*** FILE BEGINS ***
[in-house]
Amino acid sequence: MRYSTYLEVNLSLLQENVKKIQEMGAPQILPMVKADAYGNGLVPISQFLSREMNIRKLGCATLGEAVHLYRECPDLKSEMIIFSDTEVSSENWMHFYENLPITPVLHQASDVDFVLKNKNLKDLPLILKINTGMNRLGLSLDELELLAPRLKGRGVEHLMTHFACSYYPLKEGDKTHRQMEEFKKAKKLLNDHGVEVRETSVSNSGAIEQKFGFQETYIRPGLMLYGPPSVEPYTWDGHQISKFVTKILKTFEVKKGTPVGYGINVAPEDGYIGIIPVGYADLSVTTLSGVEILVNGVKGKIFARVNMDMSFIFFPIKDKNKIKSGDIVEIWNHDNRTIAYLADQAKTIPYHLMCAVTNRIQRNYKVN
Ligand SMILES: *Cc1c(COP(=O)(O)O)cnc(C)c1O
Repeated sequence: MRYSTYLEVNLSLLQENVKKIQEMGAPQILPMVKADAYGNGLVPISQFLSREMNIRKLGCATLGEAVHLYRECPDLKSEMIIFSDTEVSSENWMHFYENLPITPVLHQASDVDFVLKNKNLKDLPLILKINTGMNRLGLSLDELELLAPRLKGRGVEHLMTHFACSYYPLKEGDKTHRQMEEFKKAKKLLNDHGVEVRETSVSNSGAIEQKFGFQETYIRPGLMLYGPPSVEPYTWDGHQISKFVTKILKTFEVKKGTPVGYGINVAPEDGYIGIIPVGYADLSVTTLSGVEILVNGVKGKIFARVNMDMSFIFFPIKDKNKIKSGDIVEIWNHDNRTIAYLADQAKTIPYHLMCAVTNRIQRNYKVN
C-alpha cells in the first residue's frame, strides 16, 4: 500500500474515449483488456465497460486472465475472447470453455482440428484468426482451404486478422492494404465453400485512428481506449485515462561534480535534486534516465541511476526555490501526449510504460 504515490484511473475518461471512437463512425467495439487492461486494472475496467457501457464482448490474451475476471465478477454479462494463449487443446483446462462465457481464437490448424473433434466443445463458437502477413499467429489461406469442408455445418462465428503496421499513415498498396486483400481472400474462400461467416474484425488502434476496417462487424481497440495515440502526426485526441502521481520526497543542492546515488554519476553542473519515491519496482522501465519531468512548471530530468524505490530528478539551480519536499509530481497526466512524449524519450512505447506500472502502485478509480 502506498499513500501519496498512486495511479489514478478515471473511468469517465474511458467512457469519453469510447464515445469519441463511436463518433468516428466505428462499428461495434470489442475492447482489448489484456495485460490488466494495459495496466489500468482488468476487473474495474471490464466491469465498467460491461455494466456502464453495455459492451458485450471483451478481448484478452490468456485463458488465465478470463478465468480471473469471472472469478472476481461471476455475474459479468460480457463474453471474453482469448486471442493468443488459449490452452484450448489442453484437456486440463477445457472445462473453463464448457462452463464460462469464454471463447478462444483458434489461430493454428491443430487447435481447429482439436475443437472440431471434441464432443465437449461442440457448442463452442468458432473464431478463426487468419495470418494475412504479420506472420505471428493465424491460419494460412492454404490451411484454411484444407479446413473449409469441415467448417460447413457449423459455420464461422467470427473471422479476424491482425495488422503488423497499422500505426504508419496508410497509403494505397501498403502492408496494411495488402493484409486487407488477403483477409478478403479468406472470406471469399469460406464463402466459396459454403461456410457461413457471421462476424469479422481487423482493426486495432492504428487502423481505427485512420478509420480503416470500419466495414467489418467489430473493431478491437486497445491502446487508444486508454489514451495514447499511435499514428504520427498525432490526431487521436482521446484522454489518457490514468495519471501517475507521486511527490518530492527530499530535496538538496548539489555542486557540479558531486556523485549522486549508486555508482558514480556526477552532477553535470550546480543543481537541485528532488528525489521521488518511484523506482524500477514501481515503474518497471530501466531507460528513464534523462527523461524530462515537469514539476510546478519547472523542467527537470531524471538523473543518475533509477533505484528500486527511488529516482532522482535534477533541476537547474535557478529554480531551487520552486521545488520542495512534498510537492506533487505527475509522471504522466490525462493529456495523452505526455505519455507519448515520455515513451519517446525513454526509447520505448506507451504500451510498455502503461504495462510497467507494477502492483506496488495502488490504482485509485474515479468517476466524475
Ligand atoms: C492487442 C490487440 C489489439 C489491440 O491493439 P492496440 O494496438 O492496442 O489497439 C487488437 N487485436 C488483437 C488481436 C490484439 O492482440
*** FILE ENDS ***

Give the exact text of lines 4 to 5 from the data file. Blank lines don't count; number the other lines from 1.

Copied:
Repeated sequence: MRYSTYLEVNLSLLQENVKKIQEMGAPQILPMVKADAYGNGLVPISQFLSREMNIRKLGCATLGEAVHLYRECPDLKSEMIIFSDTEVSSENWMHFYENLPITPVLHQASDVDFVLKNKNLKDLPLILKINTGMNRLGLSLDELELLAPRLKGRGVEHLMTHFACSYYPLKEGDKTHRQMEEFKKAKKLLNDHGVEVRETSVSNSGAIEQKFGFQETYIRPGLMLYGPPSVEPYTWDGHQISKFVTKILKTFEVKKGTPVGYGINVAPEDGYIGIIPVGYADLSVTTLSGVEILVNGVKGKIFARVNMDMSFIFFPIKDKNKIKSGDIVEIWNHDNRTIAYLADQAKTIPYHLMCAVTNRIQRNYKVN
C-alpha cells in the first residue's frame, strides 16, 4: 500500500474515449483488456465497460486472465475472447470453455482440428484468426482451404486478422492494404465453400485512428481506449485515462561534480535534486534516465541511476526555490501526449510504460 504515490484511473475518461471512437463512425467495439487492461486494472475496467457501457464482448490474451475476471465478477454479462494463449487443446483446462462465457481464437490448424473433434466443445463458437502477413499467429489461406469442408455445418462465428503496421499513415498498396486483400481472400474462400461467416474484425488502434476496417462487424481497440495515440502526426485526441502521481520526497543542492546515488554519476553542473519515491519496482522501465519531468512548471530530468524505490530528478539551480519536499509530481497526466512524449524519450512505447506500472502502485478509480 502506498499513500501519496498512486495511479489514478478515471473511468469517465474511458467512457469519453469510447464515445469519441463511436463518433468516428466505428462499428461495434470489442475492447482489448489484456495485460490488466494495459495496466489500468482488468476487473474495474471490464466491469465498467460491461455494466456502464453495455459492451458485450471483451478481448484478452490468456485463458488465465478470463478465468480471473469471472472469478472476481461471476455475474459479468460480457463474453471474453482469448486471442493468443488459449490452452484450448489442453484437456486440463477445457472445462473453463464448457462452463464460462469464454471463447478462444483458434489461430493454428491443430487447435481447429482439436475443437472440431471434441464432443465437449461442440457448442463452442468458432473464431478463426487468419495470418494475412504479420506472420505471428493465424491460419494460412492454404490451411484454411484444407479446413473449409469441415467448417460447413457449423459455420464461422467470427473471422479476424491482425495488422503488423497499422500505426504508419496508410497509403494505397501498403502492408496494411495488402493484409486487407488477403483477409478478403479468406472470406471469399469460406464463402466459396459454403461456410457461413457471421462476424469479422481487423482493426486495432492504428487502423481505427485512420478509420480503416470500419466495414467489418467489430473493431478491437486497445491502446487508444486508454489514451495514447499511435499514428504520427498525432490526431487521436482521446484522454489518457490514468495519471501517475507521486511527490518530492527530499530535496538538496548539489555542486557540479558531486556523485549522486549508486555508482558514480556526477552532477553535470550546480543543481537541485528532488528525489521521488518511484523506482524500477514501481515503474518497471530501466531507460528513464534523462527523461524530462515537469514539476510546478519547472523542467527537470531524471538523473543518475533509477533505484528500486527511488529516482532522482535534477533541476537547474535557478529554480531551487520552486521545488520542495512534498510537492506533487505527475509522471504522466490525462493529456495523452505526455505519455507519448515520455515513451519517446525513454526509447520505448506507451504500451510498455502503461504495462510497467507494477502492483506496488495502488490504482485509485474515479468517476466524475